By Jana J. Pruet
DALLAS (Reuters) - Dallas Mavericks basketball team owner Mark Cuban testified at his insider trading trial on Monday that he had said "on multiple occasions" he intended to sell a stake in an Internet search firm before he learned the stake was about to lose value.
Cuban, 55, estimated by Forbes magazine to have a net worth of $2.5 billion, is accused by the U.S. Securities and Exchange Commission of trading on non-public information when he sold his 600,000 shares - worth $7.9 million - and avoided a $750,000 loss in Internet search company Mamma.com Inc in June 2004.
Cuban, who rose to prominence before the dot-com crash by selling his company, Broadcast.com, in 1999 to Yahoo Inc for $5.7 billion, has said he did nothing wrong when he sold his 6.3 percent stake in Mamma.com.
The SEC is seeking to recoup Cuban's gains and impose fines if the jury rules against Cuban in the civil trial in federal court in Dallas.
The SEC accuses Cuban of selling the shares soon after learning from Mamma.com Chief Executive Guy Fauré that the Montreal-based company was planning a private placement that would dilute the holdings of Cuban and other shareholders.
Cuban told jurors on Monday that he had heard in April 2004 of a possible connection between Mamma.com and a known stock swindler, the late Irving Kott, in a phone call from an investigator with the Federal Bureau of Investigation.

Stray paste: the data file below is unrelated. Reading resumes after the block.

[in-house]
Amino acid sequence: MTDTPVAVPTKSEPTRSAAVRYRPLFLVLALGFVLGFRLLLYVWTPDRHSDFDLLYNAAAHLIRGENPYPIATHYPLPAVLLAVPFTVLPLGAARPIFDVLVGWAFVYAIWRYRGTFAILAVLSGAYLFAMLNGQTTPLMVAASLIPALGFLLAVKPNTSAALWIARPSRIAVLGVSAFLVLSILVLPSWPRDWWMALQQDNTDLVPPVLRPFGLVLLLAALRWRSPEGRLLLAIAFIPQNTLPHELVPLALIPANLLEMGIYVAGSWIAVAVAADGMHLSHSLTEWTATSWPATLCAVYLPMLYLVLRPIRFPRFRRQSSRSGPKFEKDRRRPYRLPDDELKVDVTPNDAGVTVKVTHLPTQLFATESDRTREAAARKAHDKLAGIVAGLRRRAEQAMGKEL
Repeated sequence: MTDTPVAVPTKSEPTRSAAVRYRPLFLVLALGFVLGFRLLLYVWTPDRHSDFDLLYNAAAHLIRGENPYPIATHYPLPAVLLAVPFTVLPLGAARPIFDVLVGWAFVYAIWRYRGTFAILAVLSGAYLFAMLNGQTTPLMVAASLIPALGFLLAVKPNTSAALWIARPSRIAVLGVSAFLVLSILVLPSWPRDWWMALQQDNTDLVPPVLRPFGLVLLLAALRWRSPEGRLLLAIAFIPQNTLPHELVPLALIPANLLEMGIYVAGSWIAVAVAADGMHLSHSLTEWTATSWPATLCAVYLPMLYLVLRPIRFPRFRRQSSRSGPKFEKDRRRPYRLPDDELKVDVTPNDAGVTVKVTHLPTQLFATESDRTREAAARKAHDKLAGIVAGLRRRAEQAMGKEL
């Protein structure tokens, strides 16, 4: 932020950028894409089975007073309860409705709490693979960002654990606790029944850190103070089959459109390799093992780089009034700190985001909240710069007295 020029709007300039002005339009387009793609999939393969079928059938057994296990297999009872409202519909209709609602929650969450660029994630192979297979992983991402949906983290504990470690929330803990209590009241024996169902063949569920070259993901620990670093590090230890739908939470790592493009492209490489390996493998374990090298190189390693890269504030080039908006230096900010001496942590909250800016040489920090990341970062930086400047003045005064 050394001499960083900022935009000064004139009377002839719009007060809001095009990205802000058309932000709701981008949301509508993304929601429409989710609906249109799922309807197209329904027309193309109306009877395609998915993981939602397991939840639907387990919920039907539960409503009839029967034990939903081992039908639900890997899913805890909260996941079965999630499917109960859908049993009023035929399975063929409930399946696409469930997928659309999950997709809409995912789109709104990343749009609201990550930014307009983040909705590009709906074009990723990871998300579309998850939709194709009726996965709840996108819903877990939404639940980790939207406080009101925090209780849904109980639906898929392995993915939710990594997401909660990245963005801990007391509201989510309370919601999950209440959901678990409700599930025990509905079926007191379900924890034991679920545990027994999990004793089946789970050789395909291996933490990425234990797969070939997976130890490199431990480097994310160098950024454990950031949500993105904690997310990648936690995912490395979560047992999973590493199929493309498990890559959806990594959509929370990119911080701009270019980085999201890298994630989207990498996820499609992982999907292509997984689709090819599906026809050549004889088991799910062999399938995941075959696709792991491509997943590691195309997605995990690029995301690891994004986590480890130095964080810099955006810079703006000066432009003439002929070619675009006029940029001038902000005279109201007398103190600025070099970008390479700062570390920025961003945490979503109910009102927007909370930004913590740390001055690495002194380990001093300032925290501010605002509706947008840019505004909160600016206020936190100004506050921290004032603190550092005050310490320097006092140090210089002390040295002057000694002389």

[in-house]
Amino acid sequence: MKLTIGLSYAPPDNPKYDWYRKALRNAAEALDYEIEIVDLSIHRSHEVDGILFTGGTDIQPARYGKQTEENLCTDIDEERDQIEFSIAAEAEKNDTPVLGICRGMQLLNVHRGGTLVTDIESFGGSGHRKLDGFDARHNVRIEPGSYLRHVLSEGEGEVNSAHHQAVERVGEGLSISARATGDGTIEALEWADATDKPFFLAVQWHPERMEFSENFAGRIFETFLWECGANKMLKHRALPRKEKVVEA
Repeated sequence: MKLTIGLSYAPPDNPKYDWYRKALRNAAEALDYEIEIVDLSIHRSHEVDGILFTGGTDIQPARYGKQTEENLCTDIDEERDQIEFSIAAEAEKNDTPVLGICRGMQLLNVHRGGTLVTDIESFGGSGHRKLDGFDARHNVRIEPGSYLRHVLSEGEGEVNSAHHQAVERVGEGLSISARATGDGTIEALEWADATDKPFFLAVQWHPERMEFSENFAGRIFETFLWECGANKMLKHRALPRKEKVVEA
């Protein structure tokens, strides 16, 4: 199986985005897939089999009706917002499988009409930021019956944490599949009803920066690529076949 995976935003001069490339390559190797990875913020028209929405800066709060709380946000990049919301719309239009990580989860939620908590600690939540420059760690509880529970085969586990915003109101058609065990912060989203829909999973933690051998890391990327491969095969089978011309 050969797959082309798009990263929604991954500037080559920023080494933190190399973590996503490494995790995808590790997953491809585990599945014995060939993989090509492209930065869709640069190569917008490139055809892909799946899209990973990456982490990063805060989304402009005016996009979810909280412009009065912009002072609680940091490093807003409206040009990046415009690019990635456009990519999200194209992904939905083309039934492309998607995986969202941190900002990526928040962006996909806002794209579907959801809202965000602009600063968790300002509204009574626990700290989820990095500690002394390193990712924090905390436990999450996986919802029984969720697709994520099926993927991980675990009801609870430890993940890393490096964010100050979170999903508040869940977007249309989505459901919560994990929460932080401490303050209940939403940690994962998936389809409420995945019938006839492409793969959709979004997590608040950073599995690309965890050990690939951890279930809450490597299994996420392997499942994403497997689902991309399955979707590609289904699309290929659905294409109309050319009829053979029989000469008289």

He was already questioning the company's integrity, Cuban testified, when he found out about the private placement in June. Mamma.com shares dropped 9.3 percent on the morning after the offering was announced. By that time, Cuban had already sold his shares.
In earlier testimony, Cuban described himself as a conservative investor who had never been involved with a company that raised funds through the type of offering planned by Mamma.com, known as private investment in public equity (PIPE), because he believes it to be a signal of financial distress.
Cuban has testified that he was invited to be an investor in the private placement but declined, and began selling his stocks that day.
Last week, the SEC presented video testimony from Fauré, who said Cuban told him upon learning of the offering plan: "Now I'm screwed. I can't sell."
In his testimony on Monday, Cuban denied making that statement and said "it makes no sense."
"On multiple occasions I had said I was going to sell my stock," Cuban testified.
He said he had never been told the information was confidential, nor had he signed a confidentiality agreement, nor made an oral promise not to share the information about the private offering.
Fauré could not be subpoenaed to testify in person because he is a Canadian citizen.
Cuban testified all day Thursday. The trial opened on October 1 and is expected to last eight to 10 days. The SEC brought the civil lawsuit against Cuban in November 2008. A judge dismissed the suit in 2009 but an appeals court revived the case the following year.
The case is SEC v. Cuban, U.S. District Court, Northern District of Texas, No. 08-02050.
(Reporting by Jana Pruet; Editing by Karen Brooks, Greg McCune and Grant McCool)